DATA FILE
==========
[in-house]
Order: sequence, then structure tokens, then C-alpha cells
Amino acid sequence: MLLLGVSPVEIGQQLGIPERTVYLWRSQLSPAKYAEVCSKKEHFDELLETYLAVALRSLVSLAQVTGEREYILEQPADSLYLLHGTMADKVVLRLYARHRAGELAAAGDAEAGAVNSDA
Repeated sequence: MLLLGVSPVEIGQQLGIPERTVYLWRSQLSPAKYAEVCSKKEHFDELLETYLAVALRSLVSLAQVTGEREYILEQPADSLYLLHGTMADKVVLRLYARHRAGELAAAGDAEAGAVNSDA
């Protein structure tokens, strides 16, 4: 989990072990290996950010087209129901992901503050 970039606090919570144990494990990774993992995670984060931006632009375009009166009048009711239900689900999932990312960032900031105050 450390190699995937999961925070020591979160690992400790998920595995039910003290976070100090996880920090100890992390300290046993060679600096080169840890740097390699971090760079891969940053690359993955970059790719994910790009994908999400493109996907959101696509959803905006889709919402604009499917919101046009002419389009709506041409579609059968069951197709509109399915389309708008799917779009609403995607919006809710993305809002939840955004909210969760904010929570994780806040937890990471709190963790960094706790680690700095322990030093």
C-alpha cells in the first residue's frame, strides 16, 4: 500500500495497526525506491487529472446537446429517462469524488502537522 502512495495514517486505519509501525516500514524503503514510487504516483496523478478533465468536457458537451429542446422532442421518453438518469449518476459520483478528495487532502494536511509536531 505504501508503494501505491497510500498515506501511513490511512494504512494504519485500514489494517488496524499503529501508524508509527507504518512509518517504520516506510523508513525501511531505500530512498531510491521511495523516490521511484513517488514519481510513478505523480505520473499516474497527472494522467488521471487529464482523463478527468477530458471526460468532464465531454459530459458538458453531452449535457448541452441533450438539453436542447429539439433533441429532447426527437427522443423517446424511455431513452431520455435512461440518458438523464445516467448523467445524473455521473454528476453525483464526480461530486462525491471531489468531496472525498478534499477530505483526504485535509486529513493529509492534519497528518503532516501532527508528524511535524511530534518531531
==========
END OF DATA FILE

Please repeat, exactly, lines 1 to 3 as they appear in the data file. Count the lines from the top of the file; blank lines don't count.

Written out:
[in-house]
Order: sequence, then structure tokens, then C-alpha cells
Amino acid sequence: MLLLGVSPVEIGQQLGIPERTVYLWRSQLSPAKYAEVCSKKEHFDELLETYLAVALRSLVSLAQVTGEREYILEQPADSLYLLHGTMADKVVLRLYARHRAGELAAAGDAEAGAVNSDA